Quite

We won\’t end this violence by jailing celebrities or middle-class users. The only way to take back our streets is to wrest back control of the drugs from the criminals, by legalising and regulating their trade.

Imagine if you could buy coke from Boots. Or the aptly named Superdrug. That would drain the glamour from it more effectively than making a martyr of Kate Moss. I don\’t imagine her lovely features would adorn state-regulated packets of white powder, hanging next to the corn plasters. Yes, legalisation would make drugs cheaper, in order to undercut the dealers. Yes, usage might increase. But perhaps not much, because it is already widespread. A third of 16 to 24-year-olds routinely admit to having tried drugs, despite knowing that they are admitting to a crime.

The benefits of legalisation could be enormous. Overcrowded prisons would be relieved of people needing treatment rather than punishment (about 15 per cent of prisoners are in for possession or supply). Addicts would not be forced into associating with criminals. Children could be safe in Britain\’s playgrounds again.

38 comments on “Quite

  1. Government regulation of the drug business – cool. What’s the betting that they implement a host of drug treatment ‘initiatives’ (more bureaucracy) and drug production and retail licenses (more bureaucracy) and taxes (more bureaucracy) and … What starts as libertarian common sense is quickly corrupted into financial politics.
    Amongst the first to benefit will be the ‘legislate drugs’ organisations, who will be consulted (money) and given positions (money) to implement the changes.
    And like all policy changes there will be no way of measuring success or failure independently, and a lot of people, companies and politicians will have a big financial interest in showing (with the best possible motives, naturally) that everything is hunky dory with the changes.
    But at least we’ll be allowed to get out of our heads on the drugs to forget the new corruption – how nice.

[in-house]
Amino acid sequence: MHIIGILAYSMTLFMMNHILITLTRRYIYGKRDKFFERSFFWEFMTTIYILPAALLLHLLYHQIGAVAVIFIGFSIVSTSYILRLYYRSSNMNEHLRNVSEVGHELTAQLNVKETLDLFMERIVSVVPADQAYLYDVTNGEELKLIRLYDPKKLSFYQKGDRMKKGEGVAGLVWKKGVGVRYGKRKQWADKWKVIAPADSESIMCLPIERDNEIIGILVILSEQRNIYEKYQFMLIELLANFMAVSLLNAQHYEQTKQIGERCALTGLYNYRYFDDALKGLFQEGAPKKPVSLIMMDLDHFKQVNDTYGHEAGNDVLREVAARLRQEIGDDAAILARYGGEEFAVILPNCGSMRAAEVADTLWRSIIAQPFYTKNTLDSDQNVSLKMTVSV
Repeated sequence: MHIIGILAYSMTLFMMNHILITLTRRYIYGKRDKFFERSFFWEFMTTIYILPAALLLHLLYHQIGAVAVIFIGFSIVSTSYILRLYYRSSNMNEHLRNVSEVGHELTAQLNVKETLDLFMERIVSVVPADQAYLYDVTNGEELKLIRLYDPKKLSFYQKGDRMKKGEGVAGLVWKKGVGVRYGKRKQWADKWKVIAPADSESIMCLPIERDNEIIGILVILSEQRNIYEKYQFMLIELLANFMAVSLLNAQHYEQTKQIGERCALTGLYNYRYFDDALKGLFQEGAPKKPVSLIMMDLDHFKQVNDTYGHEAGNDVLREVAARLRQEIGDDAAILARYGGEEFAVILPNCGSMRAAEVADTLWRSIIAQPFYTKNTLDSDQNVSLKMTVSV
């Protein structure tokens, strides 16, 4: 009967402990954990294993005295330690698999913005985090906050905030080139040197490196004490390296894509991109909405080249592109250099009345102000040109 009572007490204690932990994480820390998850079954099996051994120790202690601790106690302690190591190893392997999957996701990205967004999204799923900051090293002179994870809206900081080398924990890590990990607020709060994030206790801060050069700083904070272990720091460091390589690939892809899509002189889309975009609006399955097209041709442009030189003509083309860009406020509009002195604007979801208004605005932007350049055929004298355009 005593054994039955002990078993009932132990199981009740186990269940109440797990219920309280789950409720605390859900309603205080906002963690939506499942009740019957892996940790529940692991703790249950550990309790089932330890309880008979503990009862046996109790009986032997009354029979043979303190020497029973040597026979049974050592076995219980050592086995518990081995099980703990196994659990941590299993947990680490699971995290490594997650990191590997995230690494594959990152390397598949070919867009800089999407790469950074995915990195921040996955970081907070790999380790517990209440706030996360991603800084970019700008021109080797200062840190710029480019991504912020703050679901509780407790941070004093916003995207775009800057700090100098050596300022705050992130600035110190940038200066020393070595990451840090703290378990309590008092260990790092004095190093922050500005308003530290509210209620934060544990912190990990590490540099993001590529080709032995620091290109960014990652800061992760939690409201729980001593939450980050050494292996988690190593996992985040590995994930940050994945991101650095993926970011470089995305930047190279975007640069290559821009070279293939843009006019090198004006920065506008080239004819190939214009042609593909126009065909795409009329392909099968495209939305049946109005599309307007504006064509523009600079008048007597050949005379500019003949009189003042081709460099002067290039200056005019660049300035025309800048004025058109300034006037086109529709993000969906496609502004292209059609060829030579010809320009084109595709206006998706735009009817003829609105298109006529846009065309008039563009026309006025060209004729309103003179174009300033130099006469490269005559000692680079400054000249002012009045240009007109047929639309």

2. “Government regulation of the drug business – cool.”

    At least it would be better than the current regulation (guns, prisons, police, bribes, crime, etc.).

  3. ‘We won’t end this violence by jailing celebrities or middle-class users.’
    Yes we will – with huge effing sentences – reduced somewhat if they grass their dealers. Then jail those for decades.
    Deaths sentences help too.

  4. I’d be happy for currently illegal drugs to be legalised as long as users are obliged to take responsibility for the consequences of their use. So if a user is unable to work because he’s whacked out, no dole.

  5. ‘At least it would be better than the current regulation’
    I disagree. And you disagree with me. What proof can we find either way, and if drugs are legalised how do you suggest to a) judge the success or failure of the experiment and b) put the genie back in the bottle if it’s a failure.

  6. Yes we will – with huge effing sentences – reduced somewhat if they grass their dealers. Then jail those for decades.
    Deaths sentences help too.

    Yes, because that has worked a dream in the US hasn’t it?

    What is currently being done simply does not work, but nobody who believes the current system can work seems to have any ideas on how to make it work.

    If their motives are genuinely to help people and find the least harmful solution (as opposed to ‘Drugs are just evil! Think if the children!’) then this idea shouldn’t be dismissed out of hand.

  7. Sorry, don’t believe that suddenly making drugs legal and taxable will do much to the problem of overcrowded prisons. For starters, there’s nothing quite as keen on throwing people in jail as a government chasing tax fraudsters. Secondly, how exactly are we supposed to get the HSE to sign off heroin?

  8. “if drugs are legalised how do you suggest to a) judge the success or failure of the experiment and b) put the genie back in the bottle if it’s a failure.”

    Fundamentally, the drugs laws are an intrusion by the state into the lives of individuals that isn’t warranted. We own ourselves, we are not owned by the State, and I hold that this truth is self-evident. It follows from this that I may do with my body what I wish.

  9. “Secondly, how exactly are we supposed to get the HSE to sign off heroin?”

    Because it’s not particularly harmful. The only medical side-effect is chronic constipation. All the other nasty effects are down to contamination (itself due to prohibition).

    Heroin is dangerous if overdosed. So are other legal drugs:

    http://randomreality.blogware.com/blog/_archives/2008/2/25/3545286.html

    Tim adds: Further, the NHS already prescribes it in the form of diamorphine. HSE has already signed off on it.

  10. “as long as users are obliged to take responsibility for the consequences of their use. So if a user is unable to work because he’s whacked out, no dole.”